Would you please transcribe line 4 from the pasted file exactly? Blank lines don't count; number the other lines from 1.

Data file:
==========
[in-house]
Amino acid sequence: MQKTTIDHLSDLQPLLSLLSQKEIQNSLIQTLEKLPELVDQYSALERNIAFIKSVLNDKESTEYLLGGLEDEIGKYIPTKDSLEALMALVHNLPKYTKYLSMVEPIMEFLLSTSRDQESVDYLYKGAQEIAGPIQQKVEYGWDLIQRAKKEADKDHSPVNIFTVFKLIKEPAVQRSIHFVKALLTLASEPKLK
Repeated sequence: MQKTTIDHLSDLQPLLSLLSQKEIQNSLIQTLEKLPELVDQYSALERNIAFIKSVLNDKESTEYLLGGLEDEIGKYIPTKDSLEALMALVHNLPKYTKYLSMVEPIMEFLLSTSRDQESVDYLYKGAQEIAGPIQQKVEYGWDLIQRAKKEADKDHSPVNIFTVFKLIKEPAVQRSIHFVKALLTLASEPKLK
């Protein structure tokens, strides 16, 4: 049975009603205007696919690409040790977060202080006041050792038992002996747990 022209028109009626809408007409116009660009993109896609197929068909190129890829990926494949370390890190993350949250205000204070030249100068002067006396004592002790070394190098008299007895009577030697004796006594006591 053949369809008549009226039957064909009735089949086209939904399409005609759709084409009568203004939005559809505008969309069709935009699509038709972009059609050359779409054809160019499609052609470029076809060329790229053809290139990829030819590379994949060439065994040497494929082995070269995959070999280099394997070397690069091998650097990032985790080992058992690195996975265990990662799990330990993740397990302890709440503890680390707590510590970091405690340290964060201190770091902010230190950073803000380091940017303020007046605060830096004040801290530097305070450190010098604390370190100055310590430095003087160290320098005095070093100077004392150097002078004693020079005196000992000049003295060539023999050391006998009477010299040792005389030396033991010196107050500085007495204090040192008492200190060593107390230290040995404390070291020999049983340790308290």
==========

């Protein structure tokens, strides 16, 4: 049975009603205007696919690409040790977060202080006041050792038992002996747990 022209028109009626809408007409116009660009993109896609197929068909190129890829990926494949370390890190993350949250205000204070030249100068002067006396004592002790070394190098008299007895009577030697004796006594006591 053949369809008549009226039957064909009735089949086209939904399409005609759709084409009568203004939005559809505008969309069709935009699509038709972009059609050359779409054809160019499609052609470029076809060329790229053809290139990829030819590379994949060439065994040497494929082995070269995959070999280099394997070397690069091998650097990032985790080992058992690195996975265990990662799990330990993740397990302890709440503890680390707590510590970091405690340290964060201190770091902010230190950073803000380091940017303020007046605060830096004040801290530097305070450190010098604390370190100055310590430095003087160290320098005095070093100077004392150097002078004693020079005196000992000049003295060539023999050391006998009477010299040792005389030396033991010196107050500085007495204090040192008492200190060593107390230290040995404390070291020999049983340790308290």